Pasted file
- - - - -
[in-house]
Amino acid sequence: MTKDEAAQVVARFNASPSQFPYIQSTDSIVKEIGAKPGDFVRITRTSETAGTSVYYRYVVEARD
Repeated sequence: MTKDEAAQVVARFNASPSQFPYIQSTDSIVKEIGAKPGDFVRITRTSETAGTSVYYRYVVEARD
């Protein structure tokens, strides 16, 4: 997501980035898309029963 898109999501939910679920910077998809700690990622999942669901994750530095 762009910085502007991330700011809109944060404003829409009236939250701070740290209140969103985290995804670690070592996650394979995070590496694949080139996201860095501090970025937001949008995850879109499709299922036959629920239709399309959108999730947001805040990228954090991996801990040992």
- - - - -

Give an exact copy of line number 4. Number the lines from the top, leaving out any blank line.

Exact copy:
């Protein structure tokens, strides 16, 4: 997501980035898309029963 898109999501939910679920910077998809700690990622999942669901994750530095 762009910085502007991330700011809109944060404003829409009236939250701070740290209140969103985290995804670690070592996650394979995070590496694949080139996201860095501090970025937001949008995850879109499709299922036959629920239709399309959108999730947001805040990228954090991996801990040992």